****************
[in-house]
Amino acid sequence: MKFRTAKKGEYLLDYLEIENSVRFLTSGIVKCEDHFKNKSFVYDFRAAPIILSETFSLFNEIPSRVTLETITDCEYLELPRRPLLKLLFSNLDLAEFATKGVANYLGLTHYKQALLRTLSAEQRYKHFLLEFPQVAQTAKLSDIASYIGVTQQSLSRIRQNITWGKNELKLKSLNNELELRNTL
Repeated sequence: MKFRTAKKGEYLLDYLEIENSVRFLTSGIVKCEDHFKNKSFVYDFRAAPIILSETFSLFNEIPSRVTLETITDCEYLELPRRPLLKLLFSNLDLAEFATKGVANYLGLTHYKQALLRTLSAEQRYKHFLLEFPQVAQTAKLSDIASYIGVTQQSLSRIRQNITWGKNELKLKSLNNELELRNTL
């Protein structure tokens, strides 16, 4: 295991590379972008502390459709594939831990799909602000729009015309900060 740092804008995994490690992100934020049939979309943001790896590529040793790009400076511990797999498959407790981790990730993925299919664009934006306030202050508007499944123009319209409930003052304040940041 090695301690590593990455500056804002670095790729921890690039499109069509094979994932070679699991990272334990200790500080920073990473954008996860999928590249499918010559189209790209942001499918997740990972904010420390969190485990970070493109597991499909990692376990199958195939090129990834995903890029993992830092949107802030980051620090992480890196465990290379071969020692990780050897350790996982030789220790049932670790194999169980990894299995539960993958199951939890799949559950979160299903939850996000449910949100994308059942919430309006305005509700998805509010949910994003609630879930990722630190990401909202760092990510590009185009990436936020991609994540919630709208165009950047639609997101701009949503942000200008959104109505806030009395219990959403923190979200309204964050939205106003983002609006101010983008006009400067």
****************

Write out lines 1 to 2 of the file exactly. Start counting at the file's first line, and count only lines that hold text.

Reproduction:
[in-house]
Amino acid sequence: MKFRTAKKGEYLLDYLEIENSVRFLTSGIVKCEDHFKNKSFVYDFRAAPIILSETFSLFNEIPSRVTLETITDCEYLELPRRPLLKLLFSNLDLAEFATKGVANYLGLTHYKQALLRTLSAEQRYKHFLLEFPQVAQTAKLSDIASYIGVTQQSLSRIRQNITWGKNELKLKSLNNELELRNTL